What Mill wants for the individual is freedom within society. This means, for Mill, that the dissenting opinion is respected as much as the opinion which accords with the majority. Law was once the codification of the prejudices of the ruling class, whether the Spartans, princes, nobles, etc. With the advent of popular rule, the risk becomes not just the tyranny of one over another, but the tyranny of the majority over the dissenting individual through the codification of popular prejudice as law. Mill believes that this owes to an lack of rationality, an inability to put aside one's own personal preferences and consider what is most useful for society. In his view, the only legitimate reason to limit the freedom of an individual is the case in which they would do another harm or have harm result due to their inaction. This serves to maximize liberty, because it allows for a great amount of individual liberty while also ensuring that the liberty of others is protected against actions of others which might serve to compromise their liberty.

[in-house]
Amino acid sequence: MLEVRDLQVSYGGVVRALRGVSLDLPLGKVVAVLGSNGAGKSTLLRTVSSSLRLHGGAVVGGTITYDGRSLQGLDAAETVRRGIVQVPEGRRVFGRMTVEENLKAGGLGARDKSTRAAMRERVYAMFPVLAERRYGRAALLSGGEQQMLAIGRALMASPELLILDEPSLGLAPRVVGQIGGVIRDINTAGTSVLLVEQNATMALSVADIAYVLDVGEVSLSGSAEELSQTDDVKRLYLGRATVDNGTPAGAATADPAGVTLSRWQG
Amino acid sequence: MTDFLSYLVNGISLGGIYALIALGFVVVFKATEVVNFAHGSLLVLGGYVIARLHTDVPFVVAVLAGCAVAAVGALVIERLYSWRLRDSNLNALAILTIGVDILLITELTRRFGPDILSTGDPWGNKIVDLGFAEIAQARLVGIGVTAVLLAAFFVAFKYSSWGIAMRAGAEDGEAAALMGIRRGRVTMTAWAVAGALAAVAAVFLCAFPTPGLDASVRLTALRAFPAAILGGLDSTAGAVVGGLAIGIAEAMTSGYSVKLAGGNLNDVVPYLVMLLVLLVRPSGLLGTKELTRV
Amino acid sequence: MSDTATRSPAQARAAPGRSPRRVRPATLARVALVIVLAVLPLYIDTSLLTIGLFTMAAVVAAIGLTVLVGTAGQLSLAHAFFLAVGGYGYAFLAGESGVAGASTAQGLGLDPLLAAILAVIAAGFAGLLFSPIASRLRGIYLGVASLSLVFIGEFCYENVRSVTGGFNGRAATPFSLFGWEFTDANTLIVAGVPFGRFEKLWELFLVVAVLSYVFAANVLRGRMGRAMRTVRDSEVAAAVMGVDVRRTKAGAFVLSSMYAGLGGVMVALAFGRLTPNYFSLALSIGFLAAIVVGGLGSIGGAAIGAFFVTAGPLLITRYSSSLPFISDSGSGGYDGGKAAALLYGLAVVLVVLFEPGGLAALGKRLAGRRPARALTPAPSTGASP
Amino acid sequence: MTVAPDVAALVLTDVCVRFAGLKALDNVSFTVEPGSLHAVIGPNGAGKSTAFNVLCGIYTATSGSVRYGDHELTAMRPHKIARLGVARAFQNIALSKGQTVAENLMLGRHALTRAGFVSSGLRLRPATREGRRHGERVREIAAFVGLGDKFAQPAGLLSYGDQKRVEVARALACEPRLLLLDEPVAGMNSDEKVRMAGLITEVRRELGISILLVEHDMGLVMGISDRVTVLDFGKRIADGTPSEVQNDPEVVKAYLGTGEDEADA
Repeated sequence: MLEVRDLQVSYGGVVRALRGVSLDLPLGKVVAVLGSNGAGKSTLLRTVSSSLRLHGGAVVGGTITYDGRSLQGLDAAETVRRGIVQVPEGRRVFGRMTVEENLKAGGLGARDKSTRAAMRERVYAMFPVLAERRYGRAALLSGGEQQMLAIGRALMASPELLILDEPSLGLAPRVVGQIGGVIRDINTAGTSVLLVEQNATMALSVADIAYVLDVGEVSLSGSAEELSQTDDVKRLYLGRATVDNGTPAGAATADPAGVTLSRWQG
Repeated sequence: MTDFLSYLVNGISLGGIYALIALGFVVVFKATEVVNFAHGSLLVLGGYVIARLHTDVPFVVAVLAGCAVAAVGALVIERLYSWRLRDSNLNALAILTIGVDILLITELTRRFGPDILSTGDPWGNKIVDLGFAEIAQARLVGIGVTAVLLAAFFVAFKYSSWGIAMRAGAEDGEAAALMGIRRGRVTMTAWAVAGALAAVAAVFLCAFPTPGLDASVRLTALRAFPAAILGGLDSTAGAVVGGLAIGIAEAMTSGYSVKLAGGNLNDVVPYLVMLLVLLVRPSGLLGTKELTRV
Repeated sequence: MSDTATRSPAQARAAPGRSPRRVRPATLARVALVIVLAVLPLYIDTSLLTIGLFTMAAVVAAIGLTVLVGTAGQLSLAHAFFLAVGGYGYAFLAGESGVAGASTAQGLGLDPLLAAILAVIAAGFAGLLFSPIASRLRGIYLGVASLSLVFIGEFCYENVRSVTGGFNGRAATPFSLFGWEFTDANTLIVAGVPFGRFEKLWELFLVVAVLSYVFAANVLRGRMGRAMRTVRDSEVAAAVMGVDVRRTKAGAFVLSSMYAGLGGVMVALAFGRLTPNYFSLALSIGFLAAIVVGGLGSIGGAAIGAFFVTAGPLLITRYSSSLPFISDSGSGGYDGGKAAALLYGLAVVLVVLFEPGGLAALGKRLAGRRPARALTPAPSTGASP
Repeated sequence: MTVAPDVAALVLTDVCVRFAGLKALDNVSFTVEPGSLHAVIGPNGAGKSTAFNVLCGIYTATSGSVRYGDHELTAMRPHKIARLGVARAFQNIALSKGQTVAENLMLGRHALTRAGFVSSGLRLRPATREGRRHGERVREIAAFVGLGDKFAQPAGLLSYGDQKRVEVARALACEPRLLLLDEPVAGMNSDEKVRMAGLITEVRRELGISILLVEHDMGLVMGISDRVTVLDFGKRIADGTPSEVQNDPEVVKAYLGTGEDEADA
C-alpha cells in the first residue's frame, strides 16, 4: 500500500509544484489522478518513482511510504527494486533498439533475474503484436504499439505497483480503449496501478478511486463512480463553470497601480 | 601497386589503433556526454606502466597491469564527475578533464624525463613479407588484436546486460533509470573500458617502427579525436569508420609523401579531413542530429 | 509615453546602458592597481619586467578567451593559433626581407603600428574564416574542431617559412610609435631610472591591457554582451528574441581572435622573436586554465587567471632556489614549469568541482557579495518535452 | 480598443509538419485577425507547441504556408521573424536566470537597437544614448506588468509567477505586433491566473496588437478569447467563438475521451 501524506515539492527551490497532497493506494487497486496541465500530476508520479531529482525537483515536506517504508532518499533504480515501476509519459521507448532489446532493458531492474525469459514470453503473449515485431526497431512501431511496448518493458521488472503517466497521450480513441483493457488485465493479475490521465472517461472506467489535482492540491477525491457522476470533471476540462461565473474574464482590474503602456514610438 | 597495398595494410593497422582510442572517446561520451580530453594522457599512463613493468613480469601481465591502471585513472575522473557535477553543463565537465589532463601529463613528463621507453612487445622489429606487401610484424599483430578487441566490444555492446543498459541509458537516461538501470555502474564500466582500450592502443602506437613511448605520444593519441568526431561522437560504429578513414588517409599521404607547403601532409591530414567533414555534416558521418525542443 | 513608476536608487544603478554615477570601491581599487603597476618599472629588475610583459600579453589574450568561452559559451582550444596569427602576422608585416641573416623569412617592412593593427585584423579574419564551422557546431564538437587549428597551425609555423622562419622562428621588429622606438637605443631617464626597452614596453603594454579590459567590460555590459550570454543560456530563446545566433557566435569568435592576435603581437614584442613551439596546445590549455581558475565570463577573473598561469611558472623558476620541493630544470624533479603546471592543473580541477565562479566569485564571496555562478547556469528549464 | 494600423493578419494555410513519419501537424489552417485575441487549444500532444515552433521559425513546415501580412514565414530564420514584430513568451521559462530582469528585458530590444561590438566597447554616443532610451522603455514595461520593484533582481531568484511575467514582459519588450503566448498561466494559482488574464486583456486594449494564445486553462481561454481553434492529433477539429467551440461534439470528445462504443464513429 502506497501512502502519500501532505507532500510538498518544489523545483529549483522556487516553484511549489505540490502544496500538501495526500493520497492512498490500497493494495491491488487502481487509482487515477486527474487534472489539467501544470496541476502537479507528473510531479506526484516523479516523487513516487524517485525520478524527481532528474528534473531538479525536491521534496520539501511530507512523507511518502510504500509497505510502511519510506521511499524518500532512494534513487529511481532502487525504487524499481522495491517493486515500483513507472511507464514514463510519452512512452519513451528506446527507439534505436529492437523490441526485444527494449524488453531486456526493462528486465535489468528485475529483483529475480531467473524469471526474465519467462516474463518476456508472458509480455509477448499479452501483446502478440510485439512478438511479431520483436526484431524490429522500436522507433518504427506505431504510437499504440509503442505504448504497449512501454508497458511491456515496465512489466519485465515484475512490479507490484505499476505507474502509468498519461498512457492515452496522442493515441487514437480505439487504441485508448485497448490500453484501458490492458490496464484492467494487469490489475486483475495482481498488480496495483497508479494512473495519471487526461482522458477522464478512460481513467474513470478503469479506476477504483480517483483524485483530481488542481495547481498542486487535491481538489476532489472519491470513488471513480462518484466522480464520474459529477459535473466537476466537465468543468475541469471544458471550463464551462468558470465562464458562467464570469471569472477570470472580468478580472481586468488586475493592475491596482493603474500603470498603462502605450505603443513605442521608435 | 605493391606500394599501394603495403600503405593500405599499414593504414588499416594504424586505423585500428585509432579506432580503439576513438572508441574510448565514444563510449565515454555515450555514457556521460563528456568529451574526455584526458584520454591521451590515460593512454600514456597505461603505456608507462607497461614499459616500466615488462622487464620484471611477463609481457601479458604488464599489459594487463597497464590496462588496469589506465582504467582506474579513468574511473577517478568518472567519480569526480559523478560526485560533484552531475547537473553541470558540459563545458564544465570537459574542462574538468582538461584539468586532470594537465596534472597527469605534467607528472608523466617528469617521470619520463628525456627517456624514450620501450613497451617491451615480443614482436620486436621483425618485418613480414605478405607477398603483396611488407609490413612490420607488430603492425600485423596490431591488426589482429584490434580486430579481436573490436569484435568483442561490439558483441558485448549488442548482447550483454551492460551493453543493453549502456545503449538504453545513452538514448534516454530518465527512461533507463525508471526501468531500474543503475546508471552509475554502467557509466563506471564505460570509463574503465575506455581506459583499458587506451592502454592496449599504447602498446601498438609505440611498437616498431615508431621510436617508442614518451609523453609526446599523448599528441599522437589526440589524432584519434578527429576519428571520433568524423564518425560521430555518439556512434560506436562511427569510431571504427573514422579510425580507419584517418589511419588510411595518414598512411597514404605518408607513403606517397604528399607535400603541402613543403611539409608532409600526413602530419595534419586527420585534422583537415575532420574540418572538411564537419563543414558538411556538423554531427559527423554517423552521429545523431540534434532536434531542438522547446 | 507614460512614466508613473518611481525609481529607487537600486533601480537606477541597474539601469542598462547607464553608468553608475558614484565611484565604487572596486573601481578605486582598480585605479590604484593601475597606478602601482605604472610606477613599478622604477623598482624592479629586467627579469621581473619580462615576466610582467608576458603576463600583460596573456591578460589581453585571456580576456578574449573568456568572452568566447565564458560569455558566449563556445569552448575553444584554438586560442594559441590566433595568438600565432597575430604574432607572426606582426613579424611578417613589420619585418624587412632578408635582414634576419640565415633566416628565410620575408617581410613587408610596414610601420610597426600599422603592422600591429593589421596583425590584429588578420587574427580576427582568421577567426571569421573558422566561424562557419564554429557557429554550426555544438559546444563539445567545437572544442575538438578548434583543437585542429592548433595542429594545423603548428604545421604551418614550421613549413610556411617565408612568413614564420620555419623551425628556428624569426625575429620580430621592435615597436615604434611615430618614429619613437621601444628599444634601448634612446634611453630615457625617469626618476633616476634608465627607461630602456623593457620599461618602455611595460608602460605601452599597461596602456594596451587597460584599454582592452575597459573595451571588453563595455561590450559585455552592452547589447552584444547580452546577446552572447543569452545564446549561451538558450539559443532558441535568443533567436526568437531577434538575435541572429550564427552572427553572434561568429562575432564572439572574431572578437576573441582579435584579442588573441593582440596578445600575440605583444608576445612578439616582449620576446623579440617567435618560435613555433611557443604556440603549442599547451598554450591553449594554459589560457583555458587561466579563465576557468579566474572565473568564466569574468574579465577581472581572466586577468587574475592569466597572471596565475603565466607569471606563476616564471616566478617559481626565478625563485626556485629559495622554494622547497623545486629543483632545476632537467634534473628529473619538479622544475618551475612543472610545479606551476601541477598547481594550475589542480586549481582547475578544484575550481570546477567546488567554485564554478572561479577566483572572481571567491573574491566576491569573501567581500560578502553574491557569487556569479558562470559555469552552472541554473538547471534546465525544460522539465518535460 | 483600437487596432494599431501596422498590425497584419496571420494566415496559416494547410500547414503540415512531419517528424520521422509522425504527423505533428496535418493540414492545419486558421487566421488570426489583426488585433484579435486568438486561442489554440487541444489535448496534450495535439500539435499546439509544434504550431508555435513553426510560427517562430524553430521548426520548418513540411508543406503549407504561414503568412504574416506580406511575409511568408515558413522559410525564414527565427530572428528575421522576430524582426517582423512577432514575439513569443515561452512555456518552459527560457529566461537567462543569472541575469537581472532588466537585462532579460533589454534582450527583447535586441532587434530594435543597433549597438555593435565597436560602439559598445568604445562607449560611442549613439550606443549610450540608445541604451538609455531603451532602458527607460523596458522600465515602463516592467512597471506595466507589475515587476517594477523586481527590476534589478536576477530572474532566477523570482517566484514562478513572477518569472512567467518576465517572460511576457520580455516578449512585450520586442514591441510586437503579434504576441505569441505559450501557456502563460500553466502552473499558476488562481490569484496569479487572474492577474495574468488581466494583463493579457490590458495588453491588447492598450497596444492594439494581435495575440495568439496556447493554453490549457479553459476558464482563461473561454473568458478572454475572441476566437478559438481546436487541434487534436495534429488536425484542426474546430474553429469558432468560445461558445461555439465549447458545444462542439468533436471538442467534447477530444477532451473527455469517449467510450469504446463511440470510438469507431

The largest apparent threat to the individual, in this essay, would therefore seem to be the limiting of liberty without legitimate cause, which results in an inability to live one's life as one would see fit; while coercion seem implicit in this, other forms of limitation of the individual life which are more indirect would likely also be considered threats to individual liberty. The limiting agent, society at large, therefore also appears as a dire threat, inasmuch as large groups of like minded individuals are capable of suppression of dissent and, hence, great injustice through the limitation of individual liberty.